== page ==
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Fruit crop losses to top $100 million across Ontario? Northern US?

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posted on May, 8 2012 @ 10:43 AM
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For someone who loves all seasons except winter, this year was a dream come true where I live. Without any snow to speak of, our city coffers saved tons of money on snow clearing operations. People who were normally housebound were peeking out and taking a chance on dry sidewalks and easy walking. Everywhere I went people seemed happier and cheerier and greeted each other with pleasant comments about the weather. It was a light winter and would be an easy spring.

It therefore came as a shock to read a few days ago that Ontario fruit farmers were expecting a massive loss this year. What? How can this be? What we Canadians call our 'banana belt' lies in the Niagara region, but apples and cranberries are grown across the province and indeed across the country. Apples are sturdy, hardy, plentiful and many varieties abound to suit various needs and tastes. I could hardly believe the following story that claims our fruit crops are ruined across the province. Heck, the season hasn't even begun! Or has it?

Nice slow springtime days with temps slowly rising to comfortable t-shirt wearing weather, it all seems normal to me this year. However not to farmers. Here is what one story says.
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A catastrophic freeze has wiped out about 80 per cent of Ontario's apple crop and has the province's fruit industry looking at losses already estimated at more than $100 million.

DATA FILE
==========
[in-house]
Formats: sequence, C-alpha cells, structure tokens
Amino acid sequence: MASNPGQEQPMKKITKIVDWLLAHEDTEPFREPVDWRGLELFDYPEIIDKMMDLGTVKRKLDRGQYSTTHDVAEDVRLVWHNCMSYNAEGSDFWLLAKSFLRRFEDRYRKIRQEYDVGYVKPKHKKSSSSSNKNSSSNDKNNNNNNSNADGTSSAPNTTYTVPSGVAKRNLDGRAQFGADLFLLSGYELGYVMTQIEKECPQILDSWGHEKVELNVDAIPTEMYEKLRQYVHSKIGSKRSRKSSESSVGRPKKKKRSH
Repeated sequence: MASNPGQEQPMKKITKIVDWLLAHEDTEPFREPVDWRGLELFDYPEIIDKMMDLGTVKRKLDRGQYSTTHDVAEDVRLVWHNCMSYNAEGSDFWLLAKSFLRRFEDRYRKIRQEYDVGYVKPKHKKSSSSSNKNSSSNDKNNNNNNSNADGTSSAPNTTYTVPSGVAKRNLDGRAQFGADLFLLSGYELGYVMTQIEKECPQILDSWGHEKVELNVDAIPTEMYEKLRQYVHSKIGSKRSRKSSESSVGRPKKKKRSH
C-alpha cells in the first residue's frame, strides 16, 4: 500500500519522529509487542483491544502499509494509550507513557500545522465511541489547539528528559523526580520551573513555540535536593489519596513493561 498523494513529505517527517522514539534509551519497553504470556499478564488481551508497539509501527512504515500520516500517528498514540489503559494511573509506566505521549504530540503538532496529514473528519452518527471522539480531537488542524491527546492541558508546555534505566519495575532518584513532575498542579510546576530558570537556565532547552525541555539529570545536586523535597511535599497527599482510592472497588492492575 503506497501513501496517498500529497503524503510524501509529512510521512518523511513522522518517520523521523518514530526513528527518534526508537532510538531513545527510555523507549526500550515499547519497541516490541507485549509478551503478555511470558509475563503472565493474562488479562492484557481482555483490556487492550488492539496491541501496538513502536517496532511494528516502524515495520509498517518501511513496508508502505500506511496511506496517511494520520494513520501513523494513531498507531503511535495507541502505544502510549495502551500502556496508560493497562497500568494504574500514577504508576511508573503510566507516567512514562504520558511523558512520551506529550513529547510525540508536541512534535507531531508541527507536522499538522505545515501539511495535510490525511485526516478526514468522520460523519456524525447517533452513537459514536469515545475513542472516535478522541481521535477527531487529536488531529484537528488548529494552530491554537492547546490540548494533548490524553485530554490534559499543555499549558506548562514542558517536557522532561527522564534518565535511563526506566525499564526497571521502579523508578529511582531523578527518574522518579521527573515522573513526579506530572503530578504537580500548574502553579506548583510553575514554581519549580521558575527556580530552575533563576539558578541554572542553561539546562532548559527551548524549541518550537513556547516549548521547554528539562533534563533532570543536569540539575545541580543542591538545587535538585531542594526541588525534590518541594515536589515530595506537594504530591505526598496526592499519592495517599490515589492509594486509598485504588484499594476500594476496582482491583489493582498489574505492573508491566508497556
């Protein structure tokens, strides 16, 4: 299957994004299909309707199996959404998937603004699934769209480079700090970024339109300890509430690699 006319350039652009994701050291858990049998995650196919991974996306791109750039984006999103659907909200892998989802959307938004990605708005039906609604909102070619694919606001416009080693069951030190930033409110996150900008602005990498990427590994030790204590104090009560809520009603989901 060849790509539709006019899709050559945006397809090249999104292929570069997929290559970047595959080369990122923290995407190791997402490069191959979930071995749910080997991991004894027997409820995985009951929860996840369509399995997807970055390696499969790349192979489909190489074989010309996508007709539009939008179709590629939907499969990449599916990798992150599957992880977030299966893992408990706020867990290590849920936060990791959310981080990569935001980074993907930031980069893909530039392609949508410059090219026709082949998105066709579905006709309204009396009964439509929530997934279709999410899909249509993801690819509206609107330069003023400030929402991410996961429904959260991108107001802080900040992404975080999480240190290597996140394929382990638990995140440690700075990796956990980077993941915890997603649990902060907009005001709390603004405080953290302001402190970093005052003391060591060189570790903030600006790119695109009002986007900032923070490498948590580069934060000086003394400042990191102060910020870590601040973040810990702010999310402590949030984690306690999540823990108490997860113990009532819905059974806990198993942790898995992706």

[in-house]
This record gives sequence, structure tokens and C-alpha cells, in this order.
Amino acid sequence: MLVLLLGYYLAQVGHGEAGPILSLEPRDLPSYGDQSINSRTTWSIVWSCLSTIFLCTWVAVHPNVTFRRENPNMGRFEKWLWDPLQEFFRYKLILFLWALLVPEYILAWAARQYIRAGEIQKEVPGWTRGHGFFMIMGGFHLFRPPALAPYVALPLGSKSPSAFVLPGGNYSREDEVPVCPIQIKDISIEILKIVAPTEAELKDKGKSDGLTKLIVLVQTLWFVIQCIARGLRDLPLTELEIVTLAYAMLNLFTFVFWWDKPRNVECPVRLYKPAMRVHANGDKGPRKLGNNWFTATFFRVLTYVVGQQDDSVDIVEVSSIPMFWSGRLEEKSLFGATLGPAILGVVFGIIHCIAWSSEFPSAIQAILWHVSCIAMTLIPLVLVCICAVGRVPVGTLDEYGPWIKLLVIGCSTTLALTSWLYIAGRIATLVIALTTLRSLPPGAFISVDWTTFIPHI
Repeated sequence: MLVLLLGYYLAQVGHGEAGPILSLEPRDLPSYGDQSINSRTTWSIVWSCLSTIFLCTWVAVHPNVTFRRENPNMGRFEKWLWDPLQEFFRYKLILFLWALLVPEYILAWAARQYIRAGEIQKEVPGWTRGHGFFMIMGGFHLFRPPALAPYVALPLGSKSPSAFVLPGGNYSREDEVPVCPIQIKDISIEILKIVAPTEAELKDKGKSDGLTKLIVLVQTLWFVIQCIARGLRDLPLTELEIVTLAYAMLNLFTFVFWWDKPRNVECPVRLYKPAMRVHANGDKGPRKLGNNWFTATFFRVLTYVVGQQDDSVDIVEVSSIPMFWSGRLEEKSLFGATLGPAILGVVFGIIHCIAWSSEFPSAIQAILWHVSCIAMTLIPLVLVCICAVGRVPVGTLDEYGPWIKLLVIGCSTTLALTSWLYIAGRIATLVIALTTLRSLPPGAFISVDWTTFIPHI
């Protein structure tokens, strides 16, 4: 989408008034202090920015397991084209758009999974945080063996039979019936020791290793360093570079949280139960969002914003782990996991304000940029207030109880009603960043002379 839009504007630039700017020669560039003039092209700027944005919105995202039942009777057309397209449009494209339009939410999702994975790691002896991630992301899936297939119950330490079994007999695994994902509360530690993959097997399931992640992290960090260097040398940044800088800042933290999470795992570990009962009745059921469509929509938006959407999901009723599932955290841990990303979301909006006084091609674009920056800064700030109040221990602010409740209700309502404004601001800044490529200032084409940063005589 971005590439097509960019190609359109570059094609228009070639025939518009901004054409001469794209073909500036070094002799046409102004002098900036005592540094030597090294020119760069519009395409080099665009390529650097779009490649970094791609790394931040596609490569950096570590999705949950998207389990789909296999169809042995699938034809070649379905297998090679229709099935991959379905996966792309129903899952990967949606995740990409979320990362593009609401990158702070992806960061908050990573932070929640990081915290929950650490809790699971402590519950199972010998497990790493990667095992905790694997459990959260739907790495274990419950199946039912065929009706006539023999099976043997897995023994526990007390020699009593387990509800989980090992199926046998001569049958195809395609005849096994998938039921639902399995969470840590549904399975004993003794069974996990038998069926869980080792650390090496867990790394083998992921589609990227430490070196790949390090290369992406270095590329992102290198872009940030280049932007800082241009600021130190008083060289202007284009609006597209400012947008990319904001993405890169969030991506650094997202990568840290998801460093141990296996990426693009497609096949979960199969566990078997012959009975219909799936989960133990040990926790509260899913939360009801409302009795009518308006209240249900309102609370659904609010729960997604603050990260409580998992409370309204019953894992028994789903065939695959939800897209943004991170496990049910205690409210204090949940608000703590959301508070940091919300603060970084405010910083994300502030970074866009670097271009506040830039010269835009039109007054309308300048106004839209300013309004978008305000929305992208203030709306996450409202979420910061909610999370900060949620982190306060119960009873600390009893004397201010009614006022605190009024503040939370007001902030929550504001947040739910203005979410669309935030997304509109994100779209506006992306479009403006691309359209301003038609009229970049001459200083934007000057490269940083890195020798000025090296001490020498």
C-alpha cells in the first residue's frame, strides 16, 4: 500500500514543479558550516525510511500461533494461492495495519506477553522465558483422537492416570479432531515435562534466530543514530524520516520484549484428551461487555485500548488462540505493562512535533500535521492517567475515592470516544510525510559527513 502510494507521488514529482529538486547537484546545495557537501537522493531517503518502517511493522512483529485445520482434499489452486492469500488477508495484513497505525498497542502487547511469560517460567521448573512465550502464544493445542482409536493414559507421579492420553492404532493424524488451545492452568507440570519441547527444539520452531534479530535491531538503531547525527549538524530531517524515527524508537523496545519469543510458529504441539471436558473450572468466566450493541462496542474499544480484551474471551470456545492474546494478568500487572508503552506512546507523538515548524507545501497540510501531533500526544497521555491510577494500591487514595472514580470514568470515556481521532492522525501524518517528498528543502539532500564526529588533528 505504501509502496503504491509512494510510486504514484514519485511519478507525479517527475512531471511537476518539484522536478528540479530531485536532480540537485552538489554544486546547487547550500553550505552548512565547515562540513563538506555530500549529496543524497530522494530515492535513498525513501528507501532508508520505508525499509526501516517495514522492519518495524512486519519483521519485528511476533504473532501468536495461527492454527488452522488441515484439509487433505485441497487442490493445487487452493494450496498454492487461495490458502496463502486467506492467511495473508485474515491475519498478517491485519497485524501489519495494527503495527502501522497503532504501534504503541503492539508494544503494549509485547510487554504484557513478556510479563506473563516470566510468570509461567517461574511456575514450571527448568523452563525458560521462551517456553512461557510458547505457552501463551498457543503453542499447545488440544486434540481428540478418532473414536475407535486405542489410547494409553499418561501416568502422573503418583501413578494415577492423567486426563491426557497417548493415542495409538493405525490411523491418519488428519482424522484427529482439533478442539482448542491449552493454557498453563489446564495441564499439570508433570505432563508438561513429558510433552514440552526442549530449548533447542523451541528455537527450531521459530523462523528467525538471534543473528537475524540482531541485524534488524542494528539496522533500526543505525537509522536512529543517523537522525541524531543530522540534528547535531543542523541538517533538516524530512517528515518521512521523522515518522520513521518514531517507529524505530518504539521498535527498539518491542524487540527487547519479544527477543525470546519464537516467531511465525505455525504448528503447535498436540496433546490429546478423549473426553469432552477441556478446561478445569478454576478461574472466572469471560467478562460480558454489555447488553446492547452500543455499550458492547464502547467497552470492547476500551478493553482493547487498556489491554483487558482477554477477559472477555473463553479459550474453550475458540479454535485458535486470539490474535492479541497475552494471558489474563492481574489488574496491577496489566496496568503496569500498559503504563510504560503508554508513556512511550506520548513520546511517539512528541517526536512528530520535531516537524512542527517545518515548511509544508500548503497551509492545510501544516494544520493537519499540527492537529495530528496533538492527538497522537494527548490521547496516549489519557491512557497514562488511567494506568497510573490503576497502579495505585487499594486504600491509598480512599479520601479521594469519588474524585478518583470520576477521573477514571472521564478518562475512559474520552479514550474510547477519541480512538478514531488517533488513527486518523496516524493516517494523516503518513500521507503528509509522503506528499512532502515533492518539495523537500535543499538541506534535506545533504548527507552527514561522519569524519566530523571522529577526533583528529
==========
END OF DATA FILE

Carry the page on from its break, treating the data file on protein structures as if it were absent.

"This is the worst disaster fruit growers have ever, ever experienced," orchard owner Keith Wright said Friday.
"We've been here for generations and I've never heard of this happening before across the province. This is unheard of where all fruit growing areas in basically the Great Lakes area, in Michigan, Pennsylvania, New York State, Ontario, are all basically wiped out. It's unheard of," the Harrow, Ont.-area grower said.

Story
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And in Michgan, erratic weather is being blamed for wiping out cherry crops that produce ¾ of crops used for pies in the US.

A rare extended period of summerlike temperatures in March caused trees to blossom early, only to be zapped by an unrelenting series of April frosts and freezes. The one-two punch killed many buds, while recent cold snaps and rainstorms have discouraged honeybees from pollinating those that survived.

Farmers and agricultural extension agents said the tart cherry crop is all but wiped out in most places, while sweet cherries, apples, pears and other fruits are heavily damaged. Juice grapes are another casualty. Many growers probably won't bother harvesting their meager yields, focusing instead on keeping trees healthy for next year, said Ken Nye, commodity specialist for the Michigan Farm Bureau.

"This is the worst that Michigan has experienced in the past 50 years at least," Nye said. "I don't know how far you'd have to go back to find something similar."

Michigan produces three-fourths of the nation's tart cherries, used primarily in pies and other food products, and 20 percent of its sweet cherries, a popular table fruit. It ranks third nationally in apple production, behind Washington and New York.